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Hammond Laboratory

Donna Hammond

Donna Hammond, PhD
Professor and Vice Chair for Research

Research Interests

The overall goal of our research is to gain a better understanding of the neuroanatomy, neurophysiology and neuropharmacology of the central nervous system pathways that convey pain, as well as the bulbospinal pathways that modulate the transmission of nociceptive information. Our studies emphasize a systems-level approach that uses many different methodologies in concert, including behavioral pharmacology in normal, transgenic or knockout animals, neuroanatomical tract tracing, immunocytochemical labeling of neurons, measurement of neurotransmitter release by push-pull perfusion or microdialysis, patch clamp recordings from neurons in slices of the spinal cord or brainstem and elementary molecular biology. We are particularly interested in the role that inhibitory neurotransmitters, such as gamma-aminobutyric acid (GABA) or the endogenous opioid peptides, play in the modulation of nociceptive sensitivity at the level of the spinal cord and brainstem. Our very early studies focused on how these neurotransmitter systems dictate responses to acute or transient nociception. Our current investigations focus on the role of these neurotransmitters in the response of the central nervous system to peripheral injury and the subsequent development of persistent pain. Our results indicate that persistent pain can lead to long-term changes in the pharmacology and physiology of both the afferent pathways that convey pain, as well as the efferent pathways that suppress pain. These changes have significant consequences for the ability of drugs to produce analgesia and for the body to invoke its own homeostatic mechanisms to control pain. The mechanisms that underlie the plasticity of central nervous system pathways in response to persistent neuropathic and inflammatory pain will continue to be a focus of our work in the future.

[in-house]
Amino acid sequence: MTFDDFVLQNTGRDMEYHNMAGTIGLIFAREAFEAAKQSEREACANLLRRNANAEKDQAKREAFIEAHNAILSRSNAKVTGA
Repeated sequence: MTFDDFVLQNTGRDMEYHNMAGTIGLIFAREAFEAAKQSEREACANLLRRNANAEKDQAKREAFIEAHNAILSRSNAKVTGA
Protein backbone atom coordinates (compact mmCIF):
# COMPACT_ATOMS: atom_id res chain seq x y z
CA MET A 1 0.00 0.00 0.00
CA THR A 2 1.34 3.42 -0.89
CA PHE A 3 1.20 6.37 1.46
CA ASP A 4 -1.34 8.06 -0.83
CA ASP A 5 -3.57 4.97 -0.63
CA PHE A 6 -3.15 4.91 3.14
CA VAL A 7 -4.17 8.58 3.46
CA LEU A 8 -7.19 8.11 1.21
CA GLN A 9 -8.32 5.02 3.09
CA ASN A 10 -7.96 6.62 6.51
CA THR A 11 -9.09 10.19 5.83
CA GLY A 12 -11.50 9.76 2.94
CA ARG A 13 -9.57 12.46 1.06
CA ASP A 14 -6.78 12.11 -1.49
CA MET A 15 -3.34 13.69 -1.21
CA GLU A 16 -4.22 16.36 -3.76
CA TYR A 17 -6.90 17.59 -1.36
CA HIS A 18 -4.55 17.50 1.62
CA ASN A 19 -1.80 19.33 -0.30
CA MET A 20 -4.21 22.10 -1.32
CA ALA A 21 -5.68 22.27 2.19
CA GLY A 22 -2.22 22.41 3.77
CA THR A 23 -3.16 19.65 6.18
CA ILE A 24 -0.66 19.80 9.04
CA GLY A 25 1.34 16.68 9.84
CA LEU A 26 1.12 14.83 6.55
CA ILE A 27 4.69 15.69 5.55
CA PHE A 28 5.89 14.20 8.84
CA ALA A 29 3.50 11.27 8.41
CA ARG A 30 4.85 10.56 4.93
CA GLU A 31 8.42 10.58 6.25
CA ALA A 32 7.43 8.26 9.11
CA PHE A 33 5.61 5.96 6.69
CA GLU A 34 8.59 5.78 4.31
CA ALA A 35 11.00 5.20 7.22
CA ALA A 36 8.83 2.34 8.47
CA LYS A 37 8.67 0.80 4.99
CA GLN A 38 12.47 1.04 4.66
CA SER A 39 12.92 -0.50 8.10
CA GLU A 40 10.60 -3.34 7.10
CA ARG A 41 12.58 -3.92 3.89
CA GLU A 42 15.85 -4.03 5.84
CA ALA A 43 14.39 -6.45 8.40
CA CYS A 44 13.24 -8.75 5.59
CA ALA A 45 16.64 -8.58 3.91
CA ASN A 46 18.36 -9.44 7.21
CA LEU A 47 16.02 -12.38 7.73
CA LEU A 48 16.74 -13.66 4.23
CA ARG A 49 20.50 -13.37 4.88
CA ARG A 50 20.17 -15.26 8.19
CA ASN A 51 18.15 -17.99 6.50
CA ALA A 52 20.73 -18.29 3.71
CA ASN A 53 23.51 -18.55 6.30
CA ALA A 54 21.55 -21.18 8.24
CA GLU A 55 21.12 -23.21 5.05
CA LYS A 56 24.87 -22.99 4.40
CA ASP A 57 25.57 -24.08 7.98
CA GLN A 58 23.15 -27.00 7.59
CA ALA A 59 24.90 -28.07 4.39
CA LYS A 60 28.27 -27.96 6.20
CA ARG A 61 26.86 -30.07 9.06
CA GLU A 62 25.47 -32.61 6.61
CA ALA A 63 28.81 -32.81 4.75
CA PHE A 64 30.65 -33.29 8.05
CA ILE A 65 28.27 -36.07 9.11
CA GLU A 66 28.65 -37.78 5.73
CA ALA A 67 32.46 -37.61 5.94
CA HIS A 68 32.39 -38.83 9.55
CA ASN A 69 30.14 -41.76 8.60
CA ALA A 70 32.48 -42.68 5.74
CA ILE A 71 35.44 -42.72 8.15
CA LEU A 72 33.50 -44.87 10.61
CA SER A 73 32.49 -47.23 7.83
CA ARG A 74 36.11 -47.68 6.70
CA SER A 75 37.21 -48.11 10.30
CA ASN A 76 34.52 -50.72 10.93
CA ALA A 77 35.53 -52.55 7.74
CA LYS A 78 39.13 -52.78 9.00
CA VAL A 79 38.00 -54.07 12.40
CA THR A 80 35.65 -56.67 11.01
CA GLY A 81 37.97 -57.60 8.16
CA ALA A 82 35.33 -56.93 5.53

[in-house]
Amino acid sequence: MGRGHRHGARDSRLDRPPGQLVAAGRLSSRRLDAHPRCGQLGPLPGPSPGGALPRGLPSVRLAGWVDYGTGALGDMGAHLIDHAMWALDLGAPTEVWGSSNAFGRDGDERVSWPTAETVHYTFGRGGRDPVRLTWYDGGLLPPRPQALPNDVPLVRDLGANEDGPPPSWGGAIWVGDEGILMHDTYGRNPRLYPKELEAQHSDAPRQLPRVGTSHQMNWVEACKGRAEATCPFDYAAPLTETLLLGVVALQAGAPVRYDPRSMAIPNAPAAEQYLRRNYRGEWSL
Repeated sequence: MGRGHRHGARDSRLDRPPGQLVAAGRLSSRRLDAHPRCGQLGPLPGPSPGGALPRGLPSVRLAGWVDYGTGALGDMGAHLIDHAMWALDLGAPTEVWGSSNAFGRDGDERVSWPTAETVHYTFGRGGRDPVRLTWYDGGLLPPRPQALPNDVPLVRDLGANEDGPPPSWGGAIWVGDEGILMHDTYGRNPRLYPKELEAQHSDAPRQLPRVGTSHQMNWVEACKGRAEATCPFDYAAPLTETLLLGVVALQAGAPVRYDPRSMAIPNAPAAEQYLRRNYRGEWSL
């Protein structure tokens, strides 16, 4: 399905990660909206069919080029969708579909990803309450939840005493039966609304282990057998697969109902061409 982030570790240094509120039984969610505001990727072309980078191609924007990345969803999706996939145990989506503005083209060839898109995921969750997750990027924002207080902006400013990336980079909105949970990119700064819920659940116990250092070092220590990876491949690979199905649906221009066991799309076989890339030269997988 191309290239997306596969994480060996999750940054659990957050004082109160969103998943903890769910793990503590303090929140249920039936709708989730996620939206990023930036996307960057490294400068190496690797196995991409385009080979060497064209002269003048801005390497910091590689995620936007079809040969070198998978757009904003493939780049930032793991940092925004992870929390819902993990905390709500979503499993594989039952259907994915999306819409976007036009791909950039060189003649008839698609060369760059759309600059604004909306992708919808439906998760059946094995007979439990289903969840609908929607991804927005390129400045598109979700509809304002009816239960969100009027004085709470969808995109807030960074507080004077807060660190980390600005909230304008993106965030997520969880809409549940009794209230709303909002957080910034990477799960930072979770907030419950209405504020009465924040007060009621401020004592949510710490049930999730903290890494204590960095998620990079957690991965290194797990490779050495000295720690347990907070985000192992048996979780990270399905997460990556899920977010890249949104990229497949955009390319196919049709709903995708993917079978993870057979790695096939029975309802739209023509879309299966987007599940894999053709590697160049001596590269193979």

• Zhang, L. & Hammond, D.L. (2009). Substance P enhances excitatory synaptic transmission to spinally projecting neurons in the rostral ventromedial medulla after inflammatory injury. J Neurophysiol; 102:1139-1151.  [PubMed]
  • Jongeling, A.C., Johns, M.E., Murphy, A.Z., & Hammond, D.L. (2009). Persistent inflammatory pain decreases the antinociceptive effects of the mu opioid receptor agonist DAMGO in the locus coeruleus of male rats. Neuropharmacology; 56(6-7):1017-1026. [PubMed]
  • Price, T.J., Cervero, F., Gold, M.S., Hammond, D.L., & Prescott, S.A. (2009). Chloride regulation in the pain pathway. Brain Res Rev. 2009;60(1):149-70. [PubMed]
  • Sykes, K.T., White, S.R., Hurley, R.W., Mizoguchi, H., Tseng, L.F., & Hammond, D.L. (2007). Mechanisms responsible for the enhanced antinociceptive effects of micro-opioid receptor agonists in the rostral ventromedial medulla of male rats with persistent inflammatory pain. J Pharmacol Exp Ther; 322(2):813-21. [PubMed]